There can be no doubt that Washington, like the Virginian of his time, was pre-eminently social. It is true that late in life he complained, as already quoted, that his home had become a "well resorted tavern," and that at his own table "I rarely miss seeing strange faces, come as they say out of respect for me. Pray, would not the word curiosity answer as well?" but even in writing this he added, "how different this from having a few social friends at a cheerful board!" When a surveyor he said that the greatest pleasure he could have would be to hear from or be with "my Intimate friends and acquaintances;" to one he wrote, "I hope you in particular will not Bauk me of what I so ardently wish for," and he groaned over being "amongst a parcel of barbarians." While in the Virginia regiment he complained of a system of rations which "deprived me of the pleasure of inviting an officer or friend, which to me would be more agreeable, than nick-nacks I shall meet with," and when he was once refused leave of absence by the governor, he replied bitterly, "it was not to enjoy a party of pleasure I wanted a leave of absence; I have been indulged with few of these, winter or summer!" At Mount Vernon, if a day was spent without company the fact was almost always noted in his diary, and in a visit, too, he noted that he had "a very lonesome Evening at Colo Champe's, not any Body favoring us with their Company but himself."
The plantation system which prevented town life and put long distances between neighbors developed two forms of society. One of these was house parties, and probably nowhere else in the world was that form of hospitality so unstinted as in this colony. Any one of a certain social standing was privileged, even welcomed, to ride up to the seat of a planter, dismount, and thus become a guest, ceasing to be such only when he himself chose. Sometimes one family would go en masse many miles to stay a week with friends, and when they set out to return their hosts would journey with them and in turn become guests for a week. The second form of social life was called clubs. At all the cross-roads and court-houses there sprang up taverns or ordinaries, and in these the men of a neighborhood would gather, and over a bowl of punch or a bottle of wine, the expense of which they "clubbed" to share, would spend their evenings.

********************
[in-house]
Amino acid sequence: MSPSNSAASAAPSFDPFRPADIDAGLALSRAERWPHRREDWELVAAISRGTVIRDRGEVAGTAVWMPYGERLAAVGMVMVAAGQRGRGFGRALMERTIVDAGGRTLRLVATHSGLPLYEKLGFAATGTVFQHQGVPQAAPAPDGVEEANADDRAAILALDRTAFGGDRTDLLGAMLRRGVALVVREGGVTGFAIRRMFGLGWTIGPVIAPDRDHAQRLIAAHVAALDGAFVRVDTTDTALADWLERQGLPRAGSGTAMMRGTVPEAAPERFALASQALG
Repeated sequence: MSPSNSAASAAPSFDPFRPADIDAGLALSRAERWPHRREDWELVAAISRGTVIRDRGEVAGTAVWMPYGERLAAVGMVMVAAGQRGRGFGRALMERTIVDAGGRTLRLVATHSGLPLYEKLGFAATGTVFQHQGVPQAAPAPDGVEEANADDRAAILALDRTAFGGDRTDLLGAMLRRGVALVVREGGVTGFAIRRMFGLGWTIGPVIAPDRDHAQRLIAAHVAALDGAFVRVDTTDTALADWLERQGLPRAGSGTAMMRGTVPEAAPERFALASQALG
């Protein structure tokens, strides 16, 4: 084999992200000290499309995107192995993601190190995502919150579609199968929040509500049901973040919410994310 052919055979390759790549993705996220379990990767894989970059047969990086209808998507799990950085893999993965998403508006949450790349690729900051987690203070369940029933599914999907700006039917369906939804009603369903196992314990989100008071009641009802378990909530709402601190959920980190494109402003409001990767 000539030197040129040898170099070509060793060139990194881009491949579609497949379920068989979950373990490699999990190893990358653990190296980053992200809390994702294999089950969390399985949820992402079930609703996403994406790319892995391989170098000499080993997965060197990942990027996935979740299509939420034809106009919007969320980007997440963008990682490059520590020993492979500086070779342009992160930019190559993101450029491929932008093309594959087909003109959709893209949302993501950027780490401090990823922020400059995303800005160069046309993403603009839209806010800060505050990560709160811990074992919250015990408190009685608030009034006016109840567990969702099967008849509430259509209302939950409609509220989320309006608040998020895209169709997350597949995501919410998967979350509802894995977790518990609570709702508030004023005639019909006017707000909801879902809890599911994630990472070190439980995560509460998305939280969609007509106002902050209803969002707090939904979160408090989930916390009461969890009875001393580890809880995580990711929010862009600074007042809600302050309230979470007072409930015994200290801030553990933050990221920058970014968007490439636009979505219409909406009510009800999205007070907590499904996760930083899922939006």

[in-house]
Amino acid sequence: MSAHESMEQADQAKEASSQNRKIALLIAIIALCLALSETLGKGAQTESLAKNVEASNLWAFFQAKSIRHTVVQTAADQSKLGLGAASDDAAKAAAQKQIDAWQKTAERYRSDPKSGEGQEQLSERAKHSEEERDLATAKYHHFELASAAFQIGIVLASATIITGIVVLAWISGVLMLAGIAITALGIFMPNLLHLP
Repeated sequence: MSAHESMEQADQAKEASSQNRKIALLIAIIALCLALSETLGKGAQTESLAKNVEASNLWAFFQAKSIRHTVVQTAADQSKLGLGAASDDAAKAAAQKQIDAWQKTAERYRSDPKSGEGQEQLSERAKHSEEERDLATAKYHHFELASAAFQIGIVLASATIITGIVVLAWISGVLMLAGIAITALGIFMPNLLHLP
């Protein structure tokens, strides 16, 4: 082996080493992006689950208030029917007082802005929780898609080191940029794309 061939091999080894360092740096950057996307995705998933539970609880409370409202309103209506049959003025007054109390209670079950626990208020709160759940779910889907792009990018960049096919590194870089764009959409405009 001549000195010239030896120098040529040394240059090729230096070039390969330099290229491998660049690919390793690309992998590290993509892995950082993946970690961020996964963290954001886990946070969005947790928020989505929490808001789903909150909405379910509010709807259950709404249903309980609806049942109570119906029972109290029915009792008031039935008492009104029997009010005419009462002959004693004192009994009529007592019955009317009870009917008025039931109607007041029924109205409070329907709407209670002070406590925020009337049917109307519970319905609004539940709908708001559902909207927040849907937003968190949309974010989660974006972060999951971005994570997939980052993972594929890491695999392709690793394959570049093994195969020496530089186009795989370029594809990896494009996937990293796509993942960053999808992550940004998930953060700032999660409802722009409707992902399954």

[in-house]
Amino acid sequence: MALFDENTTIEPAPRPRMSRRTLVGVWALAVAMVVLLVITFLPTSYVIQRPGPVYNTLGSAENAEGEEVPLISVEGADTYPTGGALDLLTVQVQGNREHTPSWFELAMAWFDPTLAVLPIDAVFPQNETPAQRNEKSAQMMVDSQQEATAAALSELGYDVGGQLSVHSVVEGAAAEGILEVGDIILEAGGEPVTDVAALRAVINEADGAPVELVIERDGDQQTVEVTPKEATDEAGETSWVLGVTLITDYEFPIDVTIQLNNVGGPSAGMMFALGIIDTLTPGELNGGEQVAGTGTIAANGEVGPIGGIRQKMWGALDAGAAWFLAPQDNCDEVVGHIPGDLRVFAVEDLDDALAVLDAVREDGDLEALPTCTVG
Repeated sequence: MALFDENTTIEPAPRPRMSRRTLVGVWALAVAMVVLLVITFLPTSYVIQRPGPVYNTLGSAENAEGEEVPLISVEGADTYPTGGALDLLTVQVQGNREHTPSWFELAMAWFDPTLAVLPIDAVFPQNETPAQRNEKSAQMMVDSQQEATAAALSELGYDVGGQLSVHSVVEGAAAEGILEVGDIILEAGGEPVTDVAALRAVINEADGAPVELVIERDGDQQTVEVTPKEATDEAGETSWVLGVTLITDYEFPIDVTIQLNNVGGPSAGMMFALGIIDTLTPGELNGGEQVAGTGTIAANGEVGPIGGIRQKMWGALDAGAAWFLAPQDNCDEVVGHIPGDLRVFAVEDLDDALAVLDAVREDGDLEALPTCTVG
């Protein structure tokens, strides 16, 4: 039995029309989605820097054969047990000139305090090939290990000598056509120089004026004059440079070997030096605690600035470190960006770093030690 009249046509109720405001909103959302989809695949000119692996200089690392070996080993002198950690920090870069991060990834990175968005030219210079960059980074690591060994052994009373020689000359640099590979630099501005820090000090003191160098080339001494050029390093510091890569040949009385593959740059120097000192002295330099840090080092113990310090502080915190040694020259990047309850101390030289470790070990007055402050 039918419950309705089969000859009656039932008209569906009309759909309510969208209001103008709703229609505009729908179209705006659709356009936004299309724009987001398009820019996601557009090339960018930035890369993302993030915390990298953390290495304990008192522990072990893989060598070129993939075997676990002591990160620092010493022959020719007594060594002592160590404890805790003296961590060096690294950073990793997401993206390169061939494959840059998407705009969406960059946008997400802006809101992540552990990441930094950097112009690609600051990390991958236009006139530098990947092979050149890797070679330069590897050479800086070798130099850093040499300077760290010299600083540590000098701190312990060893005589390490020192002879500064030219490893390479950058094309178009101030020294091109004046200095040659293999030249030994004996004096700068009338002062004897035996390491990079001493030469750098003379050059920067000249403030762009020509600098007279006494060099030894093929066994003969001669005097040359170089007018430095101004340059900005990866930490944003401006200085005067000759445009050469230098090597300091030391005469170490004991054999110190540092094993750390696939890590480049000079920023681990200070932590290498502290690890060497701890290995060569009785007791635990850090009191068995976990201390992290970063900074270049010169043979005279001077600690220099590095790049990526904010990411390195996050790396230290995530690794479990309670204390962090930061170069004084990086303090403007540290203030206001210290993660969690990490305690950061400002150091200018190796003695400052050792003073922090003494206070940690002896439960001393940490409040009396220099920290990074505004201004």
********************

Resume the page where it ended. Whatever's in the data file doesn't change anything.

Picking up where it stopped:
Into this life Washington entered eagerly. As a mere lad his ledger records expenditures: "By a club in Arrack at Mr. Gordon's 2/6;" "Club of a bottle of Rhenish at Mitchells 1/3;" "To part of the club at Port Royal 1/;" "To Cash in part for a Bowl of fruit punch 1/7-1/2." So, too, he was a visitor at this time at some of the great Virginian houses, as elsewhere noted. When he came into possession of Mount Vernon he offered the same unstinted welcome that he had met with, and even as a bachelor he writes of his "having much company," and again of being occupied with "a good deal of Company." In two months of 1768 Washington had company to dinner, or to spend the night, on twenty-nine days, and dined or visited away from home on seven; and this is typical.
Whenever, too, trips were made to Williamsburg, Annapolis, Philadelphia, or elsewhere, it was a rare occurrence when the various stages of the journey were not spent with friends, and in those cities he was dined and wined to a surfeit.